s, in which gravity is opposed by neutron degeneracy pressure and short-range repulsive neutron–neutron interactions mediated by the strong force
    Strong interaction
    In particle physics, the strong interaction is one of the four fundamental interactions of nature, the others being electromagnetism, the weak interaction and gravitation. As with the other fundamental interactions, it is a non-contact force...

    ;
  • Black hole
    Black hole
    A black hole is a region of spacetime from which nothing, not even light, can escape. The theory of general relativity predicts that a sufficiently compact mass will deform spacetime to form a black hole. Around a black hole there is a mathematically defined surface called an event horizon that...

    s, in which the physics at the center is unknown.


The collapse to a white dwarf takes place over tens of thousands of years, while the star blows off its outer envelope to form a planetary nebula
Planetary nebula
A planetary nebula is an emission nebula consisting of an expanding glowing shell of ionized gas ejected during the asymptotic giant branch phase of certain types of stars late in their life...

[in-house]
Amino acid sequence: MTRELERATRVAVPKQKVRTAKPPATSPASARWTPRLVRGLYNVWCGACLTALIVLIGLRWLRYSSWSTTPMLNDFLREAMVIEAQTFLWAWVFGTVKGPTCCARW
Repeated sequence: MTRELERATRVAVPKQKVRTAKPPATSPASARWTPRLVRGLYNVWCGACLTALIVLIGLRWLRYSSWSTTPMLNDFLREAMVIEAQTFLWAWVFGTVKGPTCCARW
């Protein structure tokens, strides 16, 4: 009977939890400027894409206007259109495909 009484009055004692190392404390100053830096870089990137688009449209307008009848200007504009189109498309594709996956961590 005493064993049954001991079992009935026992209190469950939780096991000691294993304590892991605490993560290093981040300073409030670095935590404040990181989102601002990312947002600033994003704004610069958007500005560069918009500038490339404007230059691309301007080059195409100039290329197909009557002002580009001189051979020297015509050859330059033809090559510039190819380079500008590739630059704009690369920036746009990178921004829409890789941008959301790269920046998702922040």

. If it has a companion star
Binary star
A binary star is a star system consisting of two stars orbiting around their common center of mass. The brighter star is called the primary and the other is its companion star, comes, or secondary...

, a white dwarf-sized object can accrete
Accretion (astrophysics)
In astrophysics, the term accretion is used for at least two distinct processes.The first and most common is the growth of a massive object by gravitationally attracting more matter, typically gaseous matter in an accretion disc. Accretion discs are common around smaller stars or stellar remnants...

 matter from a companion star until it reaches the Chandrasekhar limit
Chandrasekhar limit
When a star starts running out of fuel, it usually cools off and collapses into one of three compact forms, depending on its total mass:* a White Dwarf, a big lump of Carbon and Oxygen atoms, almost like one huge molecule...